David Ash
Election 2019 - Use your vote!

We all have the right and responsibility as citizens of our country to care for our collective future. Each one of us should make the most of our position to ensure that our future is brighter, more caring and more hopeful.

One way in which individuals can demonstrate their care for our national future is by voting.

As a church we do not support a particular party or political persuasion, but we do want to encourage everyone who is eligible to vote!

We would encourage you to vote with your conscience but if you are struggling to know how to vote then there are a number of ways of analysing the information avaialble to come to a decision and you can find some of these resources listed below:

        1. Vote for Policies site: 
        This site helps you compare what each party are saying about issues which you care about.

        2. Who should you vote for site:
        This site asks some basic questions about where you stand on certain issues and helps you work out which parties have policies which are similar to your point of view.

        3. BBC Who should I Vote for:  
        This page helps you compare the various party manifestos with summaries of the key points and key policies.

As Christians one thing we can be sure of is that we are called to be on the side of those who are left out, forgotten and abused, whether socially, economically or politically.

Choosing to be on the side of the poor and disadvantaged isn’t really even about voting the right way or for a particular party. It’s about making sure that the privilege we take for granted is used on behalf of those who do not have the same voice / privilege. We have the ability to ensure that our country, it’s legislation and systems are built in such a way that we break down those divisions which cause inequality, poverty, exclusion and exploitation.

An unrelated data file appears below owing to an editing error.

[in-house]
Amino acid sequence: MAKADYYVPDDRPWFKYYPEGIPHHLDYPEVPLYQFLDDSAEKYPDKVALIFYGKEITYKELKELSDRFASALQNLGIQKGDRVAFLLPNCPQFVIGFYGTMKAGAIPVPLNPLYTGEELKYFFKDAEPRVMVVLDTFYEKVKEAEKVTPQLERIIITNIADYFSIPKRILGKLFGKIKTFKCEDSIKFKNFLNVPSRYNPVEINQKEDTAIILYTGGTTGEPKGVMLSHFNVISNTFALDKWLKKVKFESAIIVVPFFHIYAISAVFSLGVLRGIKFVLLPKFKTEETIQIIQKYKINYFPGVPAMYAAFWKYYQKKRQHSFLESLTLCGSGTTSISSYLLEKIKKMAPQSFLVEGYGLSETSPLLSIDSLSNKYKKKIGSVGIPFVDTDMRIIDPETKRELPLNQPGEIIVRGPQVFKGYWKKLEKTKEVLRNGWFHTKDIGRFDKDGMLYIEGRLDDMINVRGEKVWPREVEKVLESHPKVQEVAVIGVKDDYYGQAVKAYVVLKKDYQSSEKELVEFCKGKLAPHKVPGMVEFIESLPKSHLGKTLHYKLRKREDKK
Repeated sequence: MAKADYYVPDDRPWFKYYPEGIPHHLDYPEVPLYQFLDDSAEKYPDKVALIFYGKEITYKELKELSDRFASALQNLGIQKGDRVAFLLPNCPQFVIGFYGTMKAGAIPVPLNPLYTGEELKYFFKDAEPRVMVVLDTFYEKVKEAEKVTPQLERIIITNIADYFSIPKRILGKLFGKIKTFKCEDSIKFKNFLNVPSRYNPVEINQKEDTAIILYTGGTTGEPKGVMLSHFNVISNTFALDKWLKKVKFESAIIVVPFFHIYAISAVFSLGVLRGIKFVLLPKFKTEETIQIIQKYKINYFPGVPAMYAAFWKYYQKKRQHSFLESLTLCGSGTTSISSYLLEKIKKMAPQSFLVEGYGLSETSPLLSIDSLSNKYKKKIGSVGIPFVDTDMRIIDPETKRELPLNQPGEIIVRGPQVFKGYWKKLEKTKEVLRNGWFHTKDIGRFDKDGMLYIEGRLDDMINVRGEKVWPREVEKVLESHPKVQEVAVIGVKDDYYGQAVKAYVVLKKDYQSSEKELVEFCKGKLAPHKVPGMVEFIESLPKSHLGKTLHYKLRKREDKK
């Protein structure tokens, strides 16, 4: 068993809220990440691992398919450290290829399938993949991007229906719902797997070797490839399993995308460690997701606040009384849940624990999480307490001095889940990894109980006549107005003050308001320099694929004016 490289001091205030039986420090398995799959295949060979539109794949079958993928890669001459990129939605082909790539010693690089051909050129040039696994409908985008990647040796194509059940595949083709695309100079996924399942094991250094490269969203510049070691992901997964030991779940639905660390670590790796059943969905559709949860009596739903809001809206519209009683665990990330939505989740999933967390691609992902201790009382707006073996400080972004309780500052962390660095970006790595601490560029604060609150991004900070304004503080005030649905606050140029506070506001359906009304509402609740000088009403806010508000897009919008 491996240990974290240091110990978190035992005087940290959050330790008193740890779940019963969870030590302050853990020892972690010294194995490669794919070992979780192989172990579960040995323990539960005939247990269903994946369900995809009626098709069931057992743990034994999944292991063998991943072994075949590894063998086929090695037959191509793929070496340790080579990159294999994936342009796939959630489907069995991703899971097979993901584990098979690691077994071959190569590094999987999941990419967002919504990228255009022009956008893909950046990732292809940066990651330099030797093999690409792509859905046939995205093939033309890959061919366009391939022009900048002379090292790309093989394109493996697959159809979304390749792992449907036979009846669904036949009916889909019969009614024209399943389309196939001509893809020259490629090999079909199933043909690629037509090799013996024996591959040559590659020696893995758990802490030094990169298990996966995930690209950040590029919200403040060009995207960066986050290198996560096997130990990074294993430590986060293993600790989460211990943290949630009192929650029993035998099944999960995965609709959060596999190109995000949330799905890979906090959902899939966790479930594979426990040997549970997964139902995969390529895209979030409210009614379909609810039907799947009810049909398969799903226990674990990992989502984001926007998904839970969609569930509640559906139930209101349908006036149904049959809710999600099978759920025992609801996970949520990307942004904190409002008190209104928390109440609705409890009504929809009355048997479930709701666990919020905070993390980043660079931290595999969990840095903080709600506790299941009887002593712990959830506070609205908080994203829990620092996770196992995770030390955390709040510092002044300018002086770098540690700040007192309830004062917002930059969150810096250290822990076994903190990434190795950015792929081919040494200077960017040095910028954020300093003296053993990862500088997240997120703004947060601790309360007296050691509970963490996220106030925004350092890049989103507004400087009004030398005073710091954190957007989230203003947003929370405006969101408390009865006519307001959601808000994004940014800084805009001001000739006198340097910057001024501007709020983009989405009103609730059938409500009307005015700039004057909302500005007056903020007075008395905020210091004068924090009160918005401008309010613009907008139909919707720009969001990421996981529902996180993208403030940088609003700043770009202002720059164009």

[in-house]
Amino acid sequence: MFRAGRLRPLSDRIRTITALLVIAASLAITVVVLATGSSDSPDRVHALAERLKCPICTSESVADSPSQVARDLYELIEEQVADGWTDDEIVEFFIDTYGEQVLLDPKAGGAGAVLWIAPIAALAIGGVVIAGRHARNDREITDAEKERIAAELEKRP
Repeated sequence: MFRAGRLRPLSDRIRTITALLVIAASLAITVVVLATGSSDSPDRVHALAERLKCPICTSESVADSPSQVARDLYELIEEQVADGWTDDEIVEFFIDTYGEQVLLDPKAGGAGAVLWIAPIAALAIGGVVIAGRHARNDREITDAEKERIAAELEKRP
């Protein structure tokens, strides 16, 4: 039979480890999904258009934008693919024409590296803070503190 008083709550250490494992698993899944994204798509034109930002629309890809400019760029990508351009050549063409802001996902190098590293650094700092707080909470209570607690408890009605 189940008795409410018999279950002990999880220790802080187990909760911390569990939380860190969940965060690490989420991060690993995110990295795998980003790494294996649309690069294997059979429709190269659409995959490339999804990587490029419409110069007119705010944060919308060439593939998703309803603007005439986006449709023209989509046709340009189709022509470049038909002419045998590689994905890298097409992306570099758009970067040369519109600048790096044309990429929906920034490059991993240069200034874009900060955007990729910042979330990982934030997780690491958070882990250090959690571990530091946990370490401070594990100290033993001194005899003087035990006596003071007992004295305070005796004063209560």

It matters that we take part in this process because despite what we might believe our vote counts and will impact the direction our country takes and how our society is built at least for the next five years but may be even longer!

You may feel like it is easier not to vote because you aren’t sure what to do but in reality, that demonstrates your privilege. You may feel that you are in the fortunate position that voting won’t make a drastic difference to your prospects. If that is the case then please use your vote to fight on behalf of those who are not so privileged.

At the very least the old argument seems to stand true, if you don’t vote, you can’t grumble because you didn’t use your right to have your say!

Where do I go to vote?

If you don't know where your polling station is visit:

Polling stations are open from 7am to 10pm on Thursday 12th December. You don't need your poll card to vote, but you must vote at your assigned polling station.

You don't need ID with you to vote but you do need to be registered to vote!

Photo Credit: Polling station sign (London), Polling station / Voting booth in Battersea, London, UK by